received_msg = self.read()

      if 'Wrong' in received_msg:
        print(self.p_name(), 'Wrong guess %s', pin_str)
        print('_________________found_____________', received_msg)

      self.pin += 1

    end_time = time.time()
    total_time = end_time - start_time
    print(self.p_name(), "start: "+str(self.pin), ' end: '+str(self.max_iter), 'total_time: ', str((total_time)/60) + ' minutes')

def main():

  connections = ()
  processes = ()

  # requires read/write access to /dev/shm
  prnt_sig_found = mp.Event()
  child_sig_term = mp.Event()

  MAX_ITER_COUNT = 10000
  processor_count = mp.cpu_count()

  step_count = int(math.floor(MAX_ITER_COUNT / processor_count)) # math.floor returns a float in python 2
  end = step_count
  start = 0

  print('Initial values ->', processor_count, step_count, start, end)

    for i in range(processor_count):
      conn = Connection(pin = start, max_iter = end)
      proc_name = 'BF( ' + str(start) + ' - ' + str(end) + ' )'

      process = mp.Process(name=proc_name, target=conn.execute, args=(child_sig_term, prnt_sig_found))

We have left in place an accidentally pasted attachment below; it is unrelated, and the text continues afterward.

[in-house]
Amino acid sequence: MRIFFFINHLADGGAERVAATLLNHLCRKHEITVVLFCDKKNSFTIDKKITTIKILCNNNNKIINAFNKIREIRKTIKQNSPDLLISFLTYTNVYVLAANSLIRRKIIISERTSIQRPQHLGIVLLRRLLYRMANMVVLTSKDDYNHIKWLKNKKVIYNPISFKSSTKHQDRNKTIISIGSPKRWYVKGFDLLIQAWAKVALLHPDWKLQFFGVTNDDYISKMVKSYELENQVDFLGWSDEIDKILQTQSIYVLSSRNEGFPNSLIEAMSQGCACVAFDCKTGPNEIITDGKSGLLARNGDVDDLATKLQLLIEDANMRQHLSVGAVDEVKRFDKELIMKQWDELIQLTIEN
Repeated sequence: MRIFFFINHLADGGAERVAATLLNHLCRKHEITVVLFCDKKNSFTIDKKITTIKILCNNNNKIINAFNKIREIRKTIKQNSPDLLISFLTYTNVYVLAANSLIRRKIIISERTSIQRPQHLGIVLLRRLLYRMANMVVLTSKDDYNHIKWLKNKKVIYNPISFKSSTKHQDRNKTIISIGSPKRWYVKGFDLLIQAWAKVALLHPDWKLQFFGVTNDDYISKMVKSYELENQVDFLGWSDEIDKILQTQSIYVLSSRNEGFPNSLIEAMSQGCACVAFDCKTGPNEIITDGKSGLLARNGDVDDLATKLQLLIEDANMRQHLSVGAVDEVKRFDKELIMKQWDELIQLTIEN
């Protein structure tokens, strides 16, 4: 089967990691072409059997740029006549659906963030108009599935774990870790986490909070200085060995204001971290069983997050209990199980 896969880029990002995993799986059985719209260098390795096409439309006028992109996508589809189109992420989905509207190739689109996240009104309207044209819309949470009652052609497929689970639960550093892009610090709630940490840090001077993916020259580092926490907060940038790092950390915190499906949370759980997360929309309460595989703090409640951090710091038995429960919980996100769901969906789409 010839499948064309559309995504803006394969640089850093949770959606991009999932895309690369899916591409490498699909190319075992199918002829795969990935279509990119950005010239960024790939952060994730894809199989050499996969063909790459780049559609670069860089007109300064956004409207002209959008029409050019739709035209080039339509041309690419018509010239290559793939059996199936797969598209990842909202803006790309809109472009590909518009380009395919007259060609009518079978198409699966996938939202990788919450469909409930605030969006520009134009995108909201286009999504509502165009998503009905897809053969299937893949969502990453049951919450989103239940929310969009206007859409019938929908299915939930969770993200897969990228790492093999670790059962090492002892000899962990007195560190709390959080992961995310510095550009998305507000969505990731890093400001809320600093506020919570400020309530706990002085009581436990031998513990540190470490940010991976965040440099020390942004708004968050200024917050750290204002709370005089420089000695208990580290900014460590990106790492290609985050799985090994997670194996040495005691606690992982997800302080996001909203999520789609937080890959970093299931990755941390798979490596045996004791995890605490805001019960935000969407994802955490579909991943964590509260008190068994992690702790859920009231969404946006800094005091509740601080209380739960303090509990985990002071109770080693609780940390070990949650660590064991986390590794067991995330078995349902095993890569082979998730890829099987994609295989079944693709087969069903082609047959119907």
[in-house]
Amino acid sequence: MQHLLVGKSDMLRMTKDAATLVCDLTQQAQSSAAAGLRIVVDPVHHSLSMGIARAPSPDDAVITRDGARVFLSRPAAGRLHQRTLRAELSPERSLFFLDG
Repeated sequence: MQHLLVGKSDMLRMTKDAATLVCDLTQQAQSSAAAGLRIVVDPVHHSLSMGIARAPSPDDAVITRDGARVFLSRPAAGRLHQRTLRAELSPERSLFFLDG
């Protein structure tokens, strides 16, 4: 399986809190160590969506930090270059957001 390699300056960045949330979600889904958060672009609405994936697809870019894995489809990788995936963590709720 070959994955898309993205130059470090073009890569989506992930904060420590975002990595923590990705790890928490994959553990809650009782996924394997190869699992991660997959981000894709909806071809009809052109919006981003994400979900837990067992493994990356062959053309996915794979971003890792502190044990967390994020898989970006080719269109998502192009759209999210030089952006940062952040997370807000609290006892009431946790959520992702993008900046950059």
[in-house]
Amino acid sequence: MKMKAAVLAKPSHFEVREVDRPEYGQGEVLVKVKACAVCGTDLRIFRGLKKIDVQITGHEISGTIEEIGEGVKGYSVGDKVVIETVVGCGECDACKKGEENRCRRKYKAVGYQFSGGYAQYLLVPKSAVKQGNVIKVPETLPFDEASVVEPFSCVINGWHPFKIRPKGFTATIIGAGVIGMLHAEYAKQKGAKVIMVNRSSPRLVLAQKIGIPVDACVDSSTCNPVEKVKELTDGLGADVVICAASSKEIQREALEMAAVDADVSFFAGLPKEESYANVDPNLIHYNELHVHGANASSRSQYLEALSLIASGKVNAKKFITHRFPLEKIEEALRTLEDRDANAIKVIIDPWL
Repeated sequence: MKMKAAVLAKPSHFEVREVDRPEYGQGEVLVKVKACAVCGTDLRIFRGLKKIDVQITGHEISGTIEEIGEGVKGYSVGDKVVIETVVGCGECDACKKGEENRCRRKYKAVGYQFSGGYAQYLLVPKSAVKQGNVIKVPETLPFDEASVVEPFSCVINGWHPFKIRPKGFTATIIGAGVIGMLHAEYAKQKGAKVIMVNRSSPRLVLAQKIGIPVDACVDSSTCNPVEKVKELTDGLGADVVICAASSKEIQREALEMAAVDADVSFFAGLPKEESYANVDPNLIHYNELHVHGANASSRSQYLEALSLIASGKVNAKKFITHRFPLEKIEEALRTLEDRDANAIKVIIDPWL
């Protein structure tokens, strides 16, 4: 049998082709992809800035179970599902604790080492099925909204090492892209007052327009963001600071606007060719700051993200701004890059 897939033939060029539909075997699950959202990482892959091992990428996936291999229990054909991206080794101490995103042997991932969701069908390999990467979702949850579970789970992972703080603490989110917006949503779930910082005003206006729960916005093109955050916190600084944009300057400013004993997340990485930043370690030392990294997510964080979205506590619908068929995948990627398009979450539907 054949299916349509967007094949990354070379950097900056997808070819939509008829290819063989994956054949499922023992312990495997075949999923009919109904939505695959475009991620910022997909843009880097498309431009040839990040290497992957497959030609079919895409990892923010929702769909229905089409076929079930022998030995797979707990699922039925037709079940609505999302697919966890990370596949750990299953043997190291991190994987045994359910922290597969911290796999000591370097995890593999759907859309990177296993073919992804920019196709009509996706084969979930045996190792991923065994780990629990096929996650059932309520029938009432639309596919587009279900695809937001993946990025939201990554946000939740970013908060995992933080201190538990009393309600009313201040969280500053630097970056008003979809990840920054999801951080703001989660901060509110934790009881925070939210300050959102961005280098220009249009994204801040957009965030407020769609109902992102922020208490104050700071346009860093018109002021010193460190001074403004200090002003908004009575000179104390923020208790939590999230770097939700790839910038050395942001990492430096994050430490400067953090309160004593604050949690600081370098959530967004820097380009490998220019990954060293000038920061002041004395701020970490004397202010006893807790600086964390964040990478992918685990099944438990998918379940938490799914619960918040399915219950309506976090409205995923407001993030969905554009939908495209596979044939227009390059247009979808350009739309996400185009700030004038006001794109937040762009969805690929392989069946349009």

process.daemon = True


      start = end + 1
      end += start + step_count

      # ensure start and end don't exceed max
      if MAX_ITER_COUNT < end  : end = MAX_ITER_COUNT
      if MAX_ITER_COUNT < start: start = MAX_ITER_COUNT

    # start all processes
    for process in processes:

    # wait for all processes to finish
    # block the main program until these processes are finished
    for process in processes:



    for conn in connections:

    for process in processes:
      if process.is_alive():
if __name__ == '__main__':

encryption – Encrypting a password with its own hash

I just found out that an e-commerce platform (similar to Shopify) I was planning on using allows me to see my password. I know I can’t assume anything and I should (probably) just run away from it, but it got me curious: is there a way to do it securely?

I mean, what if they use the password’s hash as an encryption key to encrypt the password itself? If done properly, could something like this be a reasonable solution?

Moreover, does anyone have any idea why on earth an e-commerce platform would choose to do it?

And no, I don’t plan to implement anything like this.

registration – How to tell the user email already exists and if that email address belongs to you then reset the password